Seeing a need to build solidarity with Aboriginal sex workers, we hired an Aboriginal sex worker in 2006 to start peer outreach specifically to her community. We recorded an 80 percent increase in contacts with street-based Aboriginal sex workers during that time. In response, we developed an Aboriginal-specific programme in partnership with the Ontario Aboriginal HIV/AIDS Strategy, which is also supported by the Native Youth Sexual Health Network. In 2008, we applied for and received funding to initiate the country’s first Aboriginal-specific sex work and HIV programme. This project, called the Aboriginal Sex Workers Education and Outreach Project (ASWEOP), is responsive to the needs of Aboriginal street-based sex workers. As such, it operates from a culturally competent and harm reduction framework. An Aboriginal Advisory Committee made up of Aboriginal sex workers, Aboriginal HIV/AIDS and harm reduction community leaders, and an Elder guides the programme and supports the activities of a Project Coordinator and two part-time Peer Outreach Workers.
Specific activities of ASWEOP include: preparation and distribution of safer sex kits; peer outreach to Aboriginal sex workers on the street, in bars, in court, in drop-ins and other venues; distribution of safer sex information in a culturally appropriate and accessible manner; the development of a resource/ health and safety tip booklet; and joining Maggie’s in a December 17th event.
Partnering with Anti-Violence Programmes
ASWEOP works to increase HIV prevention knowledge and decrease social isolation for Aboriginal women working in the street sex trade. The project aims to serve as a model to other organisations working with Aboriginal sex workers by understanding the colonising nature and feminisation of violence towards Aboriginal women. ASWEOP has been in duration for just over a year, and is still in the early stages of designing and implementing specific activities that respond to the high incidence of violence that Aboriginal women experience. Over the next two years, we will develop programming for Aboriginal sex workers that prioritises the historical and systemic roots of violence against Aboriginal people but does not simultaneously harm the agency and self-determination of Aboriginal people engaged in sex work.
In addition to outreach, providing culturally relevant spaces, and hosting awareness-raising events throughout the city of Toronto, ASWEOP is currently collaborating with other
Aboriginal organisations in the province of Ontario whose mandate is to work on violence against Aboriginal people, but previously did not include service delivery that is responsive to the realities of Aboriginal sex workers. We have found so far that the training and knowledge base we are providing is not only long overdue, but is in fact creating concrete opportunities for violence prevention programmes to restructure themselves in a way that is respectful to Aboriginal sex workers. ASWEOP will work in partnership with these organisations towards a more community-driven, multifaceted response that is by and for Aboriginal people.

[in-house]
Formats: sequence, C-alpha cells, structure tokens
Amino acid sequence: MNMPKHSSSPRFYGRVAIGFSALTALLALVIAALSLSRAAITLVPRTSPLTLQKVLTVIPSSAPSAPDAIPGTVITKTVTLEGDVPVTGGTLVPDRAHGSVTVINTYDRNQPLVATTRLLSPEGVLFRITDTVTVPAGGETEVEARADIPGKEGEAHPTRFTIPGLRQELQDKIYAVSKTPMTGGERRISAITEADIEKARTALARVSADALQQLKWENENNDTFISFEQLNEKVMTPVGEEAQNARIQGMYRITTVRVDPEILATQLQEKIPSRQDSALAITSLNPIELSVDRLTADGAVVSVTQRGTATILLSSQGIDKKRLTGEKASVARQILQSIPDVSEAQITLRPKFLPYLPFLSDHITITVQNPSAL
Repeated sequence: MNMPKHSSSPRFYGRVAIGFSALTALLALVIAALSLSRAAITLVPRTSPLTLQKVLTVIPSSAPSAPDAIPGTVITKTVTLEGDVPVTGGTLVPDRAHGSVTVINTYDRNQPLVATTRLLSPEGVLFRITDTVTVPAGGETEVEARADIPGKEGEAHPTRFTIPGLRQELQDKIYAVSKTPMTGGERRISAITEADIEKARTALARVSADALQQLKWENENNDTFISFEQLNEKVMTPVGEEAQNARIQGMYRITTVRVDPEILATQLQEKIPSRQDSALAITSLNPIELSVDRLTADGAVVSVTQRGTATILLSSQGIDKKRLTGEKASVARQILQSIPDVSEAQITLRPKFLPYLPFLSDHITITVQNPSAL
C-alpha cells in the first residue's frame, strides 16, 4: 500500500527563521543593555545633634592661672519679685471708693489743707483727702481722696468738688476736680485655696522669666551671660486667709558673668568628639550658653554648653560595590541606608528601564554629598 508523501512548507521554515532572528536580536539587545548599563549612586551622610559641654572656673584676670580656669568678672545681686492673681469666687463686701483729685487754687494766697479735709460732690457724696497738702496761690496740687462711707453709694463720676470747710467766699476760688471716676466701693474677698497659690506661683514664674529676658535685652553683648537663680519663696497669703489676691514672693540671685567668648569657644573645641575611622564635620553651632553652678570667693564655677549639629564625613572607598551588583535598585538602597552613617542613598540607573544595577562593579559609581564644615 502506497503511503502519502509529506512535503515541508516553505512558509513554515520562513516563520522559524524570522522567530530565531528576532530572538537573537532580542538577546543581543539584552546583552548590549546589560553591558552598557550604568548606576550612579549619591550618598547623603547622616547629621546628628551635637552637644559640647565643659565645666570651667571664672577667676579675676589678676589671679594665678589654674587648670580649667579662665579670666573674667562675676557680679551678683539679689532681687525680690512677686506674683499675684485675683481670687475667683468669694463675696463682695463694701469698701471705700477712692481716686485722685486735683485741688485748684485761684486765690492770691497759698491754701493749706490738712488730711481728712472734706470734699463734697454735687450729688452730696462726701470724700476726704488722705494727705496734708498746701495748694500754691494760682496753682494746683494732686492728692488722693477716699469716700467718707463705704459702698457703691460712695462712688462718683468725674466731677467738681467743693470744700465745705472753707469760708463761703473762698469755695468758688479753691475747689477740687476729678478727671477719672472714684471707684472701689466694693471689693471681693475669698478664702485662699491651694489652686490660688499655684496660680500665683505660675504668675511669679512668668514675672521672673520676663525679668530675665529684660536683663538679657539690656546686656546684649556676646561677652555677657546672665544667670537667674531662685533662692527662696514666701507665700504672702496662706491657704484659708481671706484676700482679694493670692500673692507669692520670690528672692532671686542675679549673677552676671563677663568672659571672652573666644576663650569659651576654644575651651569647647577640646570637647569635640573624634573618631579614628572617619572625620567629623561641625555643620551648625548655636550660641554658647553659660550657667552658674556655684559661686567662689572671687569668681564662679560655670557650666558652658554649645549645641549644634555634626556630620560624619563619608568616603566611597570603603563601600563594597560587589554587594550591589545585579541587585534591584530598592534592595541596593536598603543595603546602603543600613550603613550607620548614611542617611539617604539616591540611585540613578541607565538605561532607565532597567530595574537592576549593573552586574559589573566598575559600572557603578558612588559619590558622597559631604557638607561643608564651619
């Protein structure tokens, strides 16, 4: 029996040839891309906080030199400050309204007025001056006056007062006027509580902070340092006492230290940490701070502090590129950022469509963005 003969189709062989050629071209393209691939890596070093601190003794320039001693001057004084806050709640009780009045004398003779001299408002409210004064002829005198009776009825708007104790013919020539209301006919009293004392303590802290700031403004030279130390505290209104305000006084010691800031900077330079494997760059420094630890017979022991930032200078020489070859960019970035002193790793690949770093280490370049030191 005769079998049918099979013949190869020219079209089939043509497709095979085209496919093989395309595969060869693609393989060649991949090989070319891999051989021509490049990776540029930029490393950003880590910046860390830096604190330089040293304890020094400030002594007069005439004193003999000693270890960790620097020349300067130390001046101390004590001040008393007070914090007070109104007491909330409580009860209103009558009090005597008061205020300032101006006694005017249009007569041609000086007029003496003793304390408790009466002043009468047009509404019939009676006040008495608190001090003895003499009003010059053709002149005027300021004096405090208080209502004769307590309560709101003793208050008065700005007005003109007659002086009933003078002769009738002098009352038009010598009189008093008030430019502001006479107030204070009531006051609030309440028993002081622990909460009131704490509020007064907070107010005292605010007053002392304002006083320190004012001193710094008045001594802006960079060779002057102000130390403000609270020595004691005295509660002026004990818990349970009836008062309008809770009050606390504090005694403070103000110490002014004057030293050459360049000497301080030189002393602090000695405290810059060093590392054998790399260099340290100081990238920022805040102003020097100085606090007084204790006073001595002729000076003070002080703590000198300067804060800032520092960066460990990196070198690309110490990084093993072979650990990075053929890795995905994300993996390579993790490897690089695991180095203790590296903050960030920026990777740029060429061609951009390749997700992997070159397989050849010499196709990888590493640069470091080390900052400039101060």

Maggie’s recognises that violence and patriarchy have long been used as tools to subjugate, disempower and undermine women’s autonomy over our own bodies. Also, racism and colonialism have been effective in oppressing and marginalising Indigenous peoples. Responses to violence against Indigenous sex workers, then, must be aware of these histories and, as such, should be led by Indigenous people themselves. Further, such responses must be aware of the recolonising effect of so-called ‘helping’ Indigenous people and ‘rescuing’ sex workers. Most importantly, non- Indigenous peoples and organizations must respect and learn from the many ways in which Indigenous communities have already been and continue to work to end violence.
About the Authors
Emily van der Meulen, Jessica Yee & Elya M. Durisin are sex workers and allies who are board members at Maggie’s, the Toronto Sex Workers Action Project.
1 Colonialism in the Canadian context entails a series of oppressive political, economic, and social transformations to Indigenous nations, resulting in geographic dislocation, cultural genocide, and extreme violence towards Indigenous peoples.
2 In September 2010 the Ontario Superior Court ruled that sections of the Criminal Code of Canada violate sex workers’ rights to freedom of expression and security of the person. If actualised, this ruling will decriminalise activities associated with sex work, including keeping a bawdyhouse and communicating. At the time of printing, the federal government was in the process of appealing the decision.
3 Yee, J. (2009). Supporting Aboriginal Sex Workers Struggles. Canadian Dimension,
Vol. 43, No. 1